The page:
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Oakland Tribune, California, June 27, 1928

Averted eyes and the exercise of tolerance and understanding by the wife are undoubtedly trying in some circumstances but they may pay better dividends at times than breaking up the furniture.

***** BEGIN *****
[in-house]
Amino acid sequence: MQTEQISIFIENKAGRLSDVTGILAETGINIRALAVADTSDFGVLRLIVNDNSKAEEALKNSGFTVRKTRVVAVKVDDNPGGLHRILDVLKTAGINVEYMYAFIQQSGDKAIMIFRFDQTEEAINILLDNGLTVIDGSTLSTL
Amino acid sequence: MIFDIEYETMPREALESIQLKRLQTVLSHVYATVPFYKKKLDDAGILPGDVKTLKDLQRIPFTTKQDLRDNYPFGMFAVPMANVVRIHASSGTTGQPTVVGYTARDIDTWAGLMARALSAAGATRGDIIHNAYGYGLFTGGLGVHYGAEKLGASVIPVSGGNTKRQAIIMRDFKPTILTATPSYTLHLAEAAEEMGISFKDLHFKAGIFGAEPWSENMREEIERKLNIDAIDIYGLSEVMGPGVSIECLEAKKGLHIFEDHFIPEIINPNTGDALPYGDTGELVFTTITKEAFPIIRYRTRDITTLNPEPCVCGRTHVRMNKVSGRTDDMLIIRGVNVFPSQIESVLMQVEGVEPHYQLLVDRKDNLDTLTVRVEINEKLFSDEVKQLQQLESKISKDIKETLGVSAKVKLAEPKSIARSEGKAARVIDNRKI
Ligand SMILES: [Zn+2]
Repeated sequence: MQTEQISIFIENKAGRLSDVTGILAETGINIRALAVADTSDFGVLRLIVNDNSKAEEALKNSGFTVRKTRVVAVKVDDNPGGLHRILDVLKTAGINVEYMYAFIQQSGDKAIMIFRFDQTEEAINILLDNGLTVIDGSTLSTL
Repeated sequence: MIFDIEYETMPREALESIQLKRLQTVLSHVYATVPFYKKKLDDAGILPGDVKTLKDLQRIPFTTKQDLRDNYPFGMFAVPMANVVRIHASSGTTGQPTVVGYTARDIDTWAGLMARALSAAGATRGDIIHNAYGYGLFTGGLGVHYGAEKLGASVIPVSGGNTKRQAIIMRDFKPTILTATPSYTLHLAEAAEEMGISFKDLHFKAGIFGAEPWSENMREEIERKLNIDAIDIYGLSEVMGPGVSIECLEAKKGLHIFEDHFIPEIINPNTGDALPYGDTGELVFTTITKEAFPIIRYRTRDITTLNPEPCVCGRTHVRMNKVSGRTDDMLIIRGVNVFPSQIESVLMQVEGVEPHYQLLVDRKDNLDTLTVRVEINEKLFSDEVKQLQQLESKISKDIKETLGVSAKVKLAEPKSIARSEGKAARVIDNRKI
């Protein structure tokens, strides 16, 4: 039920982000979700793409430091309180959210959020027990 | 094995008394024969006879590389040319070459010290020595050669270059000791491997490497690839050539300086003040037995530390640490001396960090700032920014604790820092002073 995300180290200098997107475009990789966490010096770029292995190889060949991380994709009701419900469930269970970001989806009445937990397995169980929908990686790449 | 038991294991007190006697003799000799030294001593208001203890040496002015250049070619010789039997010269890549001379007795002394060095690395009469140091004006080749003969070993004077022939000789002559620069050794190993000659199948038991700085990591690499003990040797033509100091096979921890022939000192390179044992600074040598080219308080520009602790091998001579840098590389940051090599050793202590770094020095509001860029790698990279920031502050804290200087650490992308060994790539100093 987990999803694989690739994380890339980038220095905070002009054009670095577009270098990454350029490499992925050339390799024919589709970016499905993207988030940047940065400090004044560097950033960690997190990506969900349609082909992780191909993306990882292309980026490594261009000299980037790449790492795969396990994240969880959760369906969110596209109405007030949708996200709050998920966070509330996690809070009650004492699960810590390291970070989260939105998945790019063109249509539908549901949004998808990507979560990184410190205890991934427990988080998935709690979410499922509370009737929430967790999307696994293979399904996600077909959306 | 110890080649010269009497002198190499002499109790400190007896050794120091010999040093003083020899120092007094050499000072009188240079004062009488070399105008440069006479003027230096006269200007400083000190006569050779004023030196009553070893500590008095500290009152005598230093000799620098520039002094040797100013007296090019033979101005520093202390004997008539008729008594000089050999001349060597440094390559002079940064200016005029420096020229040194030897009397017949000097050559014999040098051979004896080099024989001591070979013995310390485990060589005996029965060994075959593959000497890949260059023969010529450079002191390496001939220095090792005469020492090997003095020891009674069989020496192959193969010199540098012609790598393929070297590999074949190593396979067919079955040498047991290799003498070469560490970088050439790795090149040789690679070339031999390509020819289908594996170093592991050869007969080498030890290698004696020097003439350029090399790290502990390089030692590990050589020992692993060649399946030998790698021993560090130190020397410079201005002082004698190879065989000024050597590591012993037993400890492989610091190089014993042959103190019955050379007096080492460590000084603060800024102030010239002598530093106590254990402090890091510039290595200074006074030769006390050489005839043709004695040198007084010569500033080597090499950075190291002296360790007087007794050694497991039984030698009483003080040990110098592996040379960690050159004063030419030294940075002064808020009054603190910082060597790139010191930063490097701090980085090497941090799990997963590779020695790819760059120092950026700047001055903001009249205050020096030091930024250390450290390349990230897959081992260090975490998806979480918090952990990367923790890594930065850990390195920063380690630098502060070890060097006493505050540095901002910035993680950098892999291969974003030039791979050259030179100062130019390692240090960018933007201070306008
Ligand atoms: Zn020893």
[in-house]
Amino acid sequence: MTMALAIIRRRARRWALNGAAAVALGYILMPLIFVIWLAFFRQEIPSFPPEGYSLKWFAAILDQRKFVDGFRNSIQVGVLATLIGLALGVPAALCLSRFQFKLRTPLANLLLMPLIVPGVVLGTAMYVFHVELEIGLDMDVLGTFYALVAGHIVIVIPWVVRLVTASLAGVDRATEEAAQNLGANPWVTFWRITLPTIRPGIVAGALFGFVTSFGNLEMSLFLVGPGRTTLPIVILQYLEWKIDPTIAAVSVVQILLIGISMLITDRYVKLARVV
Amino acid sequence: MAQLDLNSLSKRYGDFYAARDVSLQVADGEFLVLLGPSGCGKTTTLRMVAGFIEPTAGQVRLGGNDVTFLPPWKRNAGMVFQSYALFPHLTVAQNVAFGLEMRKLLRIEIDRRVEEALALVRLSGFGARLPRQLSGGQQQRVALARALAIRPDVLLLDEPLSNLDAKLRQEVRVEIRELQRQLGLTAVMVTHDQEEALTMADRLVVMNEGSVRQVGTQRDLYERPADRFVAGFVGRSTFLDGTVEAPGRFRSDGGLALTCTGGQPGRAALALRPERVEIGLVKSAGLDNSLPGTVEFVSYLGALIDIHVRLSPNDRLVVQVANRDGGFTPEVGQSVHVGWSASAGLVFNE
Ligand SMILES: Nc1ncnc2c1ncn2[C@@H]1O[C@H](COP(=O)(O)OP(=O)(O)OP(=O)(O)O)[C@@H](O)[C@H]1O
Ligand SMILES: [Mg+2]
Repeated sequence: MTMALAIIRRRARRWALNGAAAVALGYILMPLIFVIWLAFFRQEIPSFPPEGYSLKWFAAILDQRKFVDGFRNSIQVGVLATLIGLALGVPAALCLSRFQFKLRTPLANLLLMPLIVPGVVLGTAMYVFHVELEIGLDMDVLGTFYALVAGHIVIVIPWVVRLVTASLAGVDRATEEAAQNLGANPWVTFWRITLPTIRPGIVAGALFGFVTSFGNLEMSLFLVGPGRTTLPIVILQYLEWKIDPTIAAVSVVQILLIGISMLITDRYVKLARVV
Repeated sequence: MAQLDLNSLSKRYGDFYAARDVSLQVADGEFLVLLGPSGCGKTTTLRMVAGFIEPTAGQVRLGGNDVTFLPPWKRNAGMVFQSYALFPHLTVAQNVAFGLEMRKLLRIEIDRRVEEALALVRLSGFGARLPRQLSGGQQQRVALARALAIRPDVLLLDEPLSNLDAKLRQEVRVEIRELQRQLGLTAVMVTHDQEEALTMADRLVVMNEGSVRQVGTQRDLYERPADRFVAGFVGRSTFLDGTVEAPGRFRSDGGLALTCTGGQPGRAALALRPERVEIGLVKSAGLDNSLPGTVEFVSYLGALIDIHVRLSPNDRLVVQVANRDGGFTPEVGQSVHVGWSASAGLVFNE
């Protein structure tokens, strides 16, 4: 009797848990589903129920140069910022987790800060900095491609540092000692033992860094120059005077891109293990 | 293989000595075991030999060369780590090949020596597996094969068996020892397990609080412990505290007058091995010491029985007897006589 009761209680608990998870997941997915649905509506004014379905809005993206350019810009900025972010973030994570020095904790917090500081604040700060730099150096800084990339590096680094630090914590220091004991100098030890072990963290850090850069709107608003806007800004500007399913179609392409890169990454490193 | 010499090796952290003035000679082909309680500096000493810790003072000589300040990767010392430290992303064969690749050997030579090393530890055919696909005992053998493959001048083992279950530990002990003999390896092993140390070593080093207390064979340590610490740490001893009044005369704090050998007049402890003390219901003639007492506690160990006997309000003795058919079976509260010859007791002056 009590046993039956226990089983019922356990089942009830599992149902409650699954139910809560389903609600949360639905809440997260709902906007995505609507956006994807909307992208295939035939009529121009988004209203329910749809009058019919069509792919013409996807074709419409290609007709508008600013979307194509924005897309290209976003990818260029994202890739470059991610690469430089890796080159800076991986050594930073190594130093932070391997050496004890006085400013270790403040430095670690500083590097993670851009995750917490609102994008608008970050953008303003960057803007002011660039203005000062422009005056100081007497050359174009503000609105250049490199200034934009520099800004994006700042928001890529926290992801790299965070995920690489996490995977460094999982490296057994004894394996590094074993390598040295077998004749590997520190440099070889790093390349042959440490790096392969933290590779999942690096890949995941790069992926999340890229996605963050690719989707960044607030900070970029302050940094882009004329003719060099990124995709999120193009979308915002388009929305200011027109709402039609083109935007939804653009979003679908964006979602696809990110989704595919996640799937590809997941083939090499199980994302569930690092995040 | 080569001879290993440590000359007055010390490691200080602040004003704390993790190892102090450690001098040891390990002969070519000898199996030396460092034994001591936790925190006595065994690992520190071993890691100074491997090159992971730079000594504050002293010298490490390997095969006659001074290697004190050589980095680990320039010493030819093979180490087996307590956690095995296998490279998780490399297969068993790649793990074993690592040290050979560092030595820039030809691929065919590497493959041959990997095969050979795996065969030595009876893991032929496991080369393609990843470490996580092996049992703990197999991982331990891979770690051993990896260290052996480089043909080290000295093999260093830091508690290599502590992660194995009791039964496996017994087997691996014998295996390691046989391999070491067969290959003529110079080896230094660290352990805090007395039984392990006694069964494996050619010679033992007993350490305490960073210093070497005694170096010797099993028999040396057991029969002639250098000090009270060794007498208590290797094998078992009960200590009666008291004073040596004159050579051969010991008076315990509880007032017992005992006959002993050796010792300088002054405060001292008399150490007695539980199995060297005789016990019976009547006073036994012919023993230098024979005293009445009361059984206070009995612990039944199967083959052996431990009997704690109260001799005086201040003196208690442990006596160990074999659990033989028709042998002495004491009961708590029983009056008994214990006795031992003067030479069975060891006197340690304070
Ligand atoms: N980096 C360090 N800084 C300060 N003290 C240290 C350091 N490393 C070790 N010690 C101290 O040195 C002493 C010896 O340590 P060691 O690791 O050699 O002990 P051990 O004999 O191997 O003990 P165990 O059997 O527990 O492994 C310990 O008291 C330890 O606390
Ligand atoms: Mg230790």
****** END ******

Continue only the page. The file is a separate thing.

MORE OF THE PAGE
Etiquette for Every Day, Mrs. Humphry, 1904

When a woman loses her purse, and begins to cry in the street, or a shop, or an omnibus, she is behaving like a baby.

The cook and housemaid began to cry, and my sister and I had to plunge and splash about in six inches of water getting furniture and carpets to a dry place, while the maids enjoyed a good howl together.

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